About Meg Stout

Meg Stout has been an active member of the LDS church for over four decades. She lives in the DC area with her husband, Bryan, and several daughters. She is an engineer by vocation and a writer by avocation, and is working on a midrashic treatment of the events in Nauvoo associated with early polygamy.

Review: Women at Church: Magnifying LDS Women’s Local Impact

imageNeylan McBaine’s book about how much we can do to maximize women’s roles in the service of God came out in August 2014, but it only recently came to my attention.

It is interesting to read Neylan’s book in light of having so recently lived through this past year, with the launch of the Ordain Women discussions/conversations and the excommunication of Kate Kelly. Neylan makes it clear that she is not agitating for changes that aren’t already possible within the current structure of the Church. From something she wrote recently, it seems some have criticized her for going beyond the mark.

Due to my own study of this matter, I was a bit disappointed to see a book so uniquely focused on the issue of women. This comes because I have studied the effect ordaining women has had on other denominations. So while Neylan isn’t agitating for female ordination, I was a bit cautious reading of some innovations that take away from the opportunity for men to have space to feel safe at Church. Also, frankly, it appears to me that the great challenge for the Church is retaining men, particularly retaining men from outside America. However we don’t want to lose anyone, male or female.

Neylan brings much that is wonderful to the fore. She does point out painful circumstances some women and those who love women have experienced. However she also shares how at times individuals, both men and women, have adjusted their stewardships to more richly bless all in the congregation.

I have lived a life where I have enjoyed the leadership of many single Relief Society Presidents over the decades, have often had the chance to participate in ward councils (even when not even in a presidency of Relief Society, Primary, or Young Women), had the responsibility to provide bread for the sacrament, and have had chances to participate alongside “the men,” as when members of our stake spent the extended Thanksgiving weekend mucking out the still-sodden homes flooded by Hurricane Sandy.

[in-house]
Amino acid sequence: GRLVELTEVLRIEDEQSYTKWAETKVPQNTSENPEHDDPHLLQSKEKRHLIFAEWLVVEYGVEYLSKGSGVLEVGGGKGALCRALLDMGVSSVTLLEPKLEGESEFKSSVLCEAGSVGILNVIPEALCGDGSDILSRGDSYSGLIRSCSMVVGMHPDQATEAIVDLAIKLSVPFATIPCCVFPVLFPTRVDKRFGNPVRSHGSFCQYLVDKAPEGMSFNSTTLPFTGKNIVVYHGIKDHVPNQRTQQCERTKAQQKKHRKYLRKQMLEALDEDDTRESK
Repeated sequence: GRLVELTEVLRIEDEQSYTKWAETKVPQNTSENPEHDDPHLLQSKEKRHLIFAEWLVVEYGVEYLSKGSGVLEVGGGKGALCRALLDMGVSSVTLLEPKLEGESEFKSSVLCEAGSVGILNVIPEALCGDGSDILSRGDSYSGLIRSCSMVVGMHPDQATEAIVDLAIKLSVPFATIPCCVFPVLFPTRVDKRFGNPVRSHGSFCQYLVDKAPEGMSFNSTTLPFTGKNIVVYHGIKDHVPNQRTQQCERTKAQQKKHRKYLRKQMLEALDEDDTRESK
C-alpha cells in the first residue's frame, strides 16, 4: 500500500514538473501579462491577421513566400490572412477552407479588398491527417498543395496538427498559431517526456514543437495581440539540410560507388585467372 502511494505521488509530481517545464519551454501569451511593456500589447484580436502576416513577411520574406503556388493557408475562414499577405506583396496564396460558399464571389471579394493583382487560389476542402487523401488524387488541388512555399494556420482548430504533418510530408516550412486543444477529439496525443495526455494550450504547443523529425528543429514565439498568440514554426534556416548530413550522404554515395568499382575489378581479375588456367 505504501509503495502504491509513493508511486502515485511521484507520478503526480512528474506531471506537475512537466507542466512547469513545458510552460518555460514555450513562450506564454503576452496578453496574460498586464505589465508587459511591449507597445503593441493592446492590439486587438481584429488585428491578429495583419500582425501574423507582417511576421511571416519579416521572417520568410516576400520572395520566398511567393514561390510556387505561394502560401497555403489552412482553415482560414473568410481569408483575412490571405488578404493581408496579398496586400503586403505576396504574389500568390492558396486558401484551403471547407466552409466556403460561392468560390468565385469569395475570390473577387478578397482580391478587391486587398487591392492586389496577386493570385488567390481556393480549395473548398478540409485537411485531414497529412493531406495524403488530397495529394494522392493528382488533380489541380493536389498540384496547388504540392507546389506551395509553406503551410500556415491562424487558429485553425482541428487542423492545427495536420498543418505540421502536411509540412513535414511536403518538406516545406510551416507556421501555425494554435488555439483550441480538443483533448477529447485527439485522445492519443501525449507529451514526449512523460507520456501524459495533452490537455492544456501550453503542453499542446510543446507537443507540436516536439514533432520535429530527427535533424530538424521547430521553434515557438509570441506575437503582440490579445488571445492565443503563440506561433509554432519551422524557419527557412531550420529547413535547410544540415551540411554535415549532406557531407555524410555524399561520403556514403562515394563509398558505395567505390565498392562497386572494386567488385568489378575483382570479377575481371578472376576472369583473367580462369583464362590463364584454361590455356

Even so, I have had my moments of banging my head against stupid (as I perceived it at the time). I enjoyed many of the innovations and insights Neylan discussed throughout the book.
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imageThe Church has started using direct e-mail to send messages to the members of the Church. If you have an e-mail associated with your LDS Account, you should have gotten the first of these e-mails this morning.

I really like this move. As is standard practice (and required by law in many places), the e-mail allows those who don’t wish to receive such direct communication to unsubscribe.

I enjoy the fact that when there is something important, I can be told immediately, rather than having to wait until Sunday services to hear a message read from the pulpit. This also gives me the chance to have an archive, so I can review anything of interest, rather than attempting to remember.

This first e-mail contained a link to the short video “He is the Gift,” which I have watched before and thoroughly enjoyed. It also included an invitation to attend the First Presidency Christmas Devotional this Sunday. Continue reading